How Do Wasps Reproduce? When Is It Too Cold for Them?
Ahh, the birds and the bees talk…this time about WASPS!
What’s a Wasp’s Life Cycle?
Since there are many different types of wasps, 30,000 identified species, in fact, let’s focus on one, the Eastern yellow jacket – Vespula maculifrons. This easy-to-identify black-and-yellow-striped social wasp has pestered many picnics and backyard BBQs, since it loves sweet, sugary foods.
The yellow jacket life cycle begins with a fertile queen, who builds a nest and uses stored sperm to create worker wasps. These workers continue building the colony, and die off at the end of summer. The life cycle continues with newly created queens hibernating through the winter to start the life cycle again the following spring.
This life cycle is common for social wasps like our friend the yellow jacket. Other social wasps include paper wasps and hornets. Did you know Best Bee Brothers has a deterrent for keeping paper wasps from building hives in your backyard? Check out the Wasp Deterrent Hive for an ecosystem-friendly solution.
When Is the Wasp Mating Season?
Now that we know the life cycle, let’s talk about mating behavior. Around the end of summer, the queen starts to run out of that stored sperm we mentioned. She needs to find males to mate with. So she stops laying eggs that are becoming unfertilized females and starts laying special eggs that will become new queens and young males. These young males are laser-focused on finding the new queens. After the males mate, they die off in a process known as suicidal reproduction – yikes.
Okay, but How Do Wasps Mate?
You may know that many bees will mate in flight, but wasps are different. The queens tend to mate with a male drone on the ground, close to their nests. The male lands on the female to deposit his sperm. She may mate with several males to fill her reserves for next year’s wasps.
As Fall Turns to Winter…What Happens to Wasps When It’s Too Cold for Them to Survive?
The motto of wasps is not survival of the fittest; it's survival of the queen. All members of a wasp colony do whatever it takes to keep the queen alive to lay eggs when the weather warms. However, for the rest of the wasps in winter, the outlook isn't good. So if you find a wasp in your home in the winter or where the sun warms a patch of ground as snow melts in spring, it is most likely a queen. The rest of the colony died in late fall. Before they die, they can be found anywhere there is food, especially sugary food. That search for food brings them in frequent and sometimes too close contact with us. It becomes officially too cold when the high temperature is below 45 degrees Fahrenheit over a 5-to-7-day period.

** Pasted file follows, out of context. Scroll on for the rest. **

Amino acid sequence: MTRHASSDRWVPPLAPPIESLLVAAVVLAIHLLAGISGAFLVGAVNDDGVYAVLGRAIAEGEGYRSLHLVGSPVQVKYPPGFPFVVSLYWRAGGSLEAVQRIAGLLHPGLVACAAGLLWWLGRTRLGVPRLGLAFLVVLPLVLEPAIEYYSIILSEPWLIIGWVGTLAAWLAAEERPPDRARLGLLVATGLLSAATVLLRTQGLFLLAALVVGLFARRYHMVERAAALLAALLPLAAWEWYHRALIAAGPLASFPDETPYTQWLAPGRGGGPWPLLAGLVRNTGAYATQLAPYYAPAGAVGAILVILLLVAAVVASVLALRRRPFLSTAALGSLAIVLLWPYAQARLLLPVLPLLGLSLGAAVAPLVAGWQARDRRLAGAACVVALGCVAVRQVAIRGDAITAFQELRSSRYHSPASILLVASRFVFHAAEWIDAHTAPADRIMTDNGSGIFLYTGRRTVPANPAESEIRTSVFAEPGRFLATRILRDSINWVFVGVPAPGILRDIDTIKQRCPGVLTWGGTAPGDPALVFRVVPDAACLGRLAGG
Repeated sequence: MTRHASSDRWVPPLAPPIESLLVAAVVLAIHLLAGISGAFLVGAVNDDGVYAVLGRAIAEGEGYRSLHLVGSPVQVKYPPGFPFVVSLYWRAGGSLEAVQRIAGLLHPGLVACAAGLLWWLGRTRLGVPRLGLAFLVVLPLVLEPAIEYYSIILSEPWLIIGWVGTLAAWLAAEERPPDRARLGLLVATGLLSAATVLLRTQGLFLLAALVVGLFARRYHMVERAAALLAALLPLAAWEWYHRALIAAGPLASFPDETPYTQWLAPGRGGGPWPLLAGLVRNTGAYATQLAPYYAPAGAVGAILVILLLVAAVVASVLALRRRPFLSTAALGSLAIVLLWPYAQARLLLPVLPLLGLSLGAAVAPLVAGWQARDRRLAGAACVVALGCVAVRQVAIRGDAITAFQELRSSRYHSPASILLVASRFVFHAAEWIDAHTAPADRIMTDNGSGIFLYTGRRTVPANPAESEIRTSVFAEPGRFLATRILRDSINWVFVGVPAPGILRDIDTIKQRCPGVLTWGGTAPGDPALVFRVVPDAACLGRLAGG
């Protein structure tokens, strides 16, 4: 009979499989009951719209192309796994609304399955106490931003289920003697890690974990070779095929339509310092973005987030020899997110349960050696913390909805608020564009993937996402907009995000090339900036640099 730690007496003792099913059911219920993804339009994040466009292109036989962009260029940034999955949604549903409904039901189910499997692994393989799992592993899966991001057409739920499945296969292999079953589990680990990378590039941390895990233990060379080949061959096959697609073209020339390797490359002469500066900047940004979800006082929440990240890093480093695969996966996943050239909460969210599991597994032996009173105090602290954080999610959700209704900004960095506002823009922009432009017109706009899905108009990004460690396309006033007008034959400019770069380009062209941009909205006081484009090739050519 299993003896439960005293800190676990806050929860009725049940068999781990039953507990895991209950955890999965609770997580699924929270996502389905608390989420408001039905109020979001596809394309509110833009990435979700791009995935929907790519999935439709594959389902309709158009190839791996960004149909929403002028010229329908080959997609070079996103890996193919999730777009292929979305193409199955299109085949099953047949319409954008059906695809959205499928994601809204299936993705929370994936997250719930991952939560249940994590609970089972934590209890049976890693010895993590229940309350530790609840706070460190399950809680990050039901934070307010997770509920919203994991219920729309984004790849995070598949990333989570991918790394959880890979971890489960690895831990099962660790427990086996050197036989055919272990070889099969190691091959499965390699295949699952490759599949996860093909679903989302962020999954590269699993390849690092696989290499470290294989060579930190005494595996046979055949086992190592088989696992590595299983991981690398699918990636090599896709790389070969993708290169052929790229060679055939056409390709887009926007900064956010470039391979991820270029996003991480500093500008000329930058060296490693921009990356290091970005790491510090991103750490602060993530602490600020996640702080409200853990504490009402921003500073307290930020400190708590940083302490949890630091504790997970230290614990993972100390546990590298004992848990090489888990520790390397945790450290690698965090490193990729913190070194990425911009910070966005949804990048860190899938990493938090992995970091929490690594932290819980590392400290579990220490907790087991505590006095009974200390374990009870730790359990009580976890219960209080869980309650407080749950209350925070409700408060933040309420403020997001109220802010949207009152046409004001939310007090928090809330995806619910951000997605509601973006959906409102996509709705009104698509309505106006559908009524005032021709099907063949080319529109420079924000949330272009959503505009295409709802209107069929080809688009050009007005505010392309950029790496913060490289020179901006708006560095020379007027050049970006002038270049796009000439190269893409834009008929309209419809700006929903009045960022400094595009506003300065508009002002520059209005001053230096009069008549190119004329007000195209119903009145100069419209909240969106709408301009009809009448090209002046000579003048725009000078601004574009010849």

So we will have to share our spring, summer and fall with the wasps. These pesky insects play an important role in the ecosystem. Researchers have found that wasps are underrated pollinators and play an important role as natural predators of pests that destroy important food crops, such as aphids and caterpillars. But their reputation for aggression and ability to sting repeatedly can make them a nuisance when wasps build their home too close to yours. With our nontoxic glass wasp traps you can skip the harmful chemicals and control wasps around your home without harming the environment. And they look good too! Check out our Glass Wasp Traps at www.bestbeebrothers.com. Find more great info on wasp control and removal at How to Get Rid of Wasps.
- “Wasps,” National Geographic, accessed September 30, 2021.
- William Michael Hood, “Yellow Jackets,” Cooperative Extension, Clemson University, accessed September 30, 2021, https://www.clemson.edu/extension/beekeepers/fact-sheets-publications/yellow-jackets.html.
- Donald Lewis, “Overwintered Wasps,” Horticulture and Home Pest News, Iowa State University, accessed March 13, 2021, https://hortnews.extension.iastate.edu/1992/4-29-1992/wasp.html.
- Phil Nixon, “Yellowjackets,” Home, Yard & Garden Pest Newsletter, University of Illinois Extension, September 29, 2004, http://hyg.ipm.illinois.edu/pastpest/200418e.html.
- University College London, "Wasps Are Valuable for Ecosystems, Economy and Human Health (Just like Bees)," ScienceDaily, April 30, 2021, www.sciencedaily.com/releases/2021/04/210430093209.htm.